Student Research: Financial Inclusion & Entrepreneurial Development of Street Vendors in India

by Diwakar Jhurani (MALD 2017)

vendorMy winter research opportunity took me to New Delhi. The task at hand? Analyze the socioeconomic impact of four specific proposals for financial inclusion and entrepreneurial development of street vendors in India:

  1. access to bank credit
  2. leveraging existing general insurance schemes
  3. business literacy for vendors
  4. linkage to digital businesses.

A law passed by the Indian parliament called the Law for Regulation and Livelihood Protection of Street Vendors in 2014, and served as a trigger point for this research. The purpose of my visit was to seek input and obtain data from key stakeholders. I chose New Delhi due to the sheer number of street vendors and agencies associated with their management and advocacy.

My first trip was to the heart of Delhi, Connaught Place. Before I could successfully study street vending, first I had to become a consumer. The sheer cost effectiveness and convenience that these vendors bring to life makes them outstanding. Interestingly, I spotted as many women as men trying to sell their products. Connaught Place is considered one of the upscale markets in Delhi and to see a mix of neon lights, pubs, and street vendors, all catering to the same section of consumers, was a unique sight.

The second market I covered was the Sarojini Nagar market — one of the more organized hubs of street vending in Delhi. From cushion covers with authentic gujarati embroidery to Bob Dylan posters, luggage trolleys to multi cuisine food, the sheer variety of offerings made these vendors stand out. Bargaining is the norm in street vending culture — no matter the depth of your pocket, everybody bargains in the streets of New Delhi. While vendors do appear efficient in the business management, many of their surroundings are unclean and littered with plastic package material  food waste — most vendors didn’t bother to pay attention to anything except personal belongings. While Delhi’s citizens certainly gain from their presence, the city’s civic amenities certainly suffer.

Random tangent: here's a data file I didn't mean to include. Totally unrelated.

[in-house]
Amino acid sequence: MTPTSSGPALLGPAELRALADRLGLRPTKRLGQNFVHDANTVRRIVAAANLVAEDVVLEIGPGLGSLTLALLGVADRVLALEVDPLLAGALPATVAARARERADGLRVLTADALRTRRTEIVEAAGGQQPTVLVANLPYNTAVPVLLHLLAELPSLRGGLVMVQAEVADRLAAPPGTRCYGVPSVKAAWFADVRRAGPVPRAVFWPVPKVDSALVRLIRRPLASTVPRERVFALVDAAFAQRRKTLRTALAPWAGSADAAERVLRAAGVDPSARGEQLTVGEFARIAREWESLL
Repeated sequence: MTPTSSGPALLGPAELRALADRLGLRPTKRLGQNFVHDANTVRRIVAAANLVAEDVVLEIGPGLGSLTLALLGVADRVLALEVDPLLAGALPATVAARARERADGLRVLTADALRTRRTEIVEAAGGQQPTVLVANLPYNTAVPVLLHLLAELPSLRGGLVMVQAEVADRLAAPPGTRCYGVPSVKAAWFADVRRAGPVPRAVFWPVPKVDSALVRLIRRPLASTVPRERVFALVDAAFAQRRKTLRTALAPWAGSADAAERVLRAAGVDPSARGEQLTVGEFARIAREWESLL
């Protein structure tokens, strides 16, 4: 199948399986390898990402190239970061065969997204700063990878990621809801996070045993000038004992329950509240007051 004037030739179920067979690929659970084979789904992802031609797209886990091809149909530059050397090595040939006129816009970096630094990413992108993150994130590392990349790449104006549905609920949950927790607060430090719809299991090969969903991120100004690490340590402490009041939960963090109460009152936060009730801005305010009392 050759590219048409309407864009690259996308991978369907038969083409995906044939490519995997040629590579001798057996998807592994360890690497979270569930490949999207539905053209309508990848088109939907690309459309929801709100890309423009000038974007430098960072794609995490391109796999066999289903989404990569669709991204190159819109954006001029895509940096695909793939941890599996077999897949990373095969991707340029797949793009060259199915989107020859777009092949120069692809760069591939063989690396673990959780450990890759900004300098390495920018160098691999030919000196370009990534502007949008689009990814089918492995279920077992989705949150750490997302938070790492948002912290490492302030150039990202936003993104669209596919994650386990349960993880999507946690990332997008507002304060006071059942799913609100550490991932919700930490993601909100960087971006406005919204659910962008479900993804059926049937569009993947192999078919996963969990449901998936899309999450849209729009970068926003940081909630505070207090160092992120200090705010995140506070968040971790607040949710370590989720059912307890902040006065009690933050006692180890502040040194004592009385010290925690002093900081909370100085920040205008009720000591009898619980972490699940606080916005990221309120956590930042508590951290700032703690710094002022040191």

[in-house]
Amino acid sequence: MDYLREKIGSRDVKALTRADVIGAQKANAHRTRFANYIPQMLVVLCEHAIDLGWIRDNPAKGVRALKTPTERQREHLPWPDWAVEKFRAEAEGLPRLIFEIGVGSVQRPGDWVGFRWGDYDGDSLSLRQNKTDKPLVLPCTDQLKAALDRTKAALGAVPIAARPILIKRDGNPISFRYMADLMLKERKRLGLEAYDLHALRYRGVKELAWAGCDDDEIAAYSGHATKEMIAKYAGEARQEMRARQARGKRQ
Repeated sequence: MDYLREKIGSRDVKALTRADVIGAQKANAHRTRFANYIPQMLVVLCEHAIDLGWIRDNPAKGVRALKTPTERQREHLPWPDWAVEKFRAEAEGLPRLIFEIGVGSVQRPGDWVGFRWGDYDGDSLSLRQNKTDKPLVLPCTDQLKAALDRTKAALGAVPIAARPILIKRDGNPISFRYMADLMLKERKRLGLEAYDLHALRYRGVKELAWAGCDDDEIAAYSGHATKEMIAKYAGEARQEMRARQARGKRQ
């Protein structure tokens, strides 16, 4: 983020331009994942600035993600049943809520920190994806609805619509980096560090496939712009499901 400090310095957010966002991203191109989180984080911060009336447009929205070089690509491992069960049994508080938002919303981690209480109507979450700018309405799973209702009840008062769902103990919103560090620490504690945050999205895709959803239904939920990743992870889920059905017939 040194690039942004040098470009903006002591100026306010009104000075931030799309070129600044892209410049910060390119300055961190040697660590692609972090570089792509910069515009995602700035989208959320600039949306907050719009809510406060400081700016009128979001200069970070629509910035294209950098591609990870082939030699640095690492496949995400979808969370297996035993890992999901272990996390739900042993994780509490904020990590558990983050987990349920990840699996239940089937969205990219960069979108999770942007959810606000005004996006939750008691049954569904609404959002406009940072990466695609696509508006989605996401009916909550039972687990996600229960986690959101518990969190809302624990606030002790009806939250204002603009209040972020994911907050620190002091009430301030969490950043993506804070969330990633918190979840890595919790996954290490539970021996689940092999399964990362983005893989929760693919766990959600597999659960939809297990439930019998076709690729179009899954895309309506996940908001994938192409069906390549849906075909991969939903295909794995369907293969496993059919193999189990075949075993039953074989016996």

My first higher-level meeting was with the Head of Finance at New Delhi Municipal Corporation (NDMC). NDMC is one of the municipal bodies in the city. Geetali Tare, a welcoming government official, offered her insights into the NDMC’s approach in managing the street vending sector, voicing concern about the need to balance Delhi’s urban needs. Primarily, maintaining cleanliness and world-class civic amenities while continuing to nurture its soul through preservation of art and the street vendor culture.

I also met the National Coordinator of National Association for Street Vendors in India (NASVI), an organization engaged in street vendor advocacy across India. NASVI has close associations with many vendor unions across India. Their present goal is the ratification of amendments in the Law for Regulation and Livelihood Protection of Street Vendors passed by state government of Delhi. In their view , the law has some unfair provisions, such as a ban on cooking in the streets, limiting operation time for street vendors until sunset, and other issues. NASVI is also engaged in offering micro credit to street vendors and intends to scale up this initiative. The officials reported a positive response from street vendors to this initiative, however, as in many micro credit operations, there are issues surrounding the usage of credit not just for business development but for personal needs such as marriage of children, house repairs, etc. However, NASVI officials term this as a good start.

Overall, my meetings with various officials and organizations helped me to conclude that street vendors in India remain an integral part of Indian consumer experience. The sector’s organization would be welcomed by all, yet they are not a priority. On a lighter note, my experiences in India often remind me of the Indian marriage, where the real work gets done when the flutes start playing. The time for a paradigm shift in street vending sector may not yet be ripe, but is certainly not too far off either.

Diwakar Jhurani is a 2017 Master of Law & Diplomacy candidate at The Fletcher School


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